The Illinois State Memorial is located on Union Avenue at milepost 1.8, tour stop #2. Dedicated on October 26, 1906, the monument was transferred to the United States by Governor C.S. Deneen and accepted by J. S. Schofield of the United States War Department. It was erected by the firm of Culver Construction Company with William B. Mundie contracting the designers and sculptors. The design was by W. L. B. Jenney and sculptor was Charles J. Mulligan. Jenney served with discinction as a major in the Union Army during the Civil War as an engineer. Jenney himself is honored for his military service at Vicksburg through a bronze relief portrait on Graveyard Road, sculpted by Theo Kitson in 1911.
'In designing the memorial, the decision was made to construct not only a grand and imposing commemorative structure worthy of the State of Illinois, but a temple of fame as well, within the walls of which will be preserved in enduring bronze and stone the name of every soldier from Illinois who participated in that memorable and decisive campaign and siege."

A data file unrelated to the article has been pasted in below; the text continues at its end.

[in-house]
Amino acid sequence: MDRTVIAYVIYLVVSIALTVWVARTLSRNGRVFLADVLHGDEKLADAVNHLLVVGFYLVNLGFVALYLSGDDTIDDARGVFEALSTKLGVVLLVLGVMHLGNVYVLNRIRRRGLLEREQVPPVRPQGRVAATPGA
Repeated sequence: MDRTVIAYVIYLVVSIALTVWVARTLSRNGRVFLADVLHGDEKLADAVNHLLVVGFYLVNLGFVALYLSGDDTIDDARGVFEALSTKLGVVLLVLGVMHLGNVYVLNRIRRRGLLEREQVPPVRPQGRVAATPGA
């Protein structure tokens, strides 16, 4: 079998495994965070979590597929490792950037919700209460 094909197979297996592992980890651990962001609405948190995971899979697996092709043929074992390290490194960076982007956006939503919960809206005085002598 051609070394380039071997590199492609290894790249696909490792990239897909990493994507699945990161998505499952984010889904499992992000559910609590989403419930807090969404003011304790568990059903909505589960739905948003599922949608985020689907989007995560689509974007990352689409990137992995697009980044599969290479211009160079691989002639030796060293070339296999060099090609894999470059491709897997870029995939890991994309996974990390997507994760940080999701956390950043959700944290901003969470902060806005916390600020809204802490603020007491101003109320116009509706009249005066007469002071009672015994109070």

Stone Mountain (GA) granite forms the base and stairway. Above the base is Georgia white marble. There are forty-seven steps in the long stairway, one for each day of the Siege of Vicksburg. Modeled after the Roman Pantheon, the monument has sixty unique bronze tablets lining its interior walls, naming all 36,325 Illinois soldiers who participated in the Vicksburg Campaign. Atop the memorial sits a bronze bald eagle sculpted by Frederick C. Hibbard of Chicago, who would also sculpt the statue of General Ulysses S. Grant in the park.
The monument stands sixty-two feet in height and originally cost $194,423.92, paid by the state of Illinois.
Last updated: August 7, 2019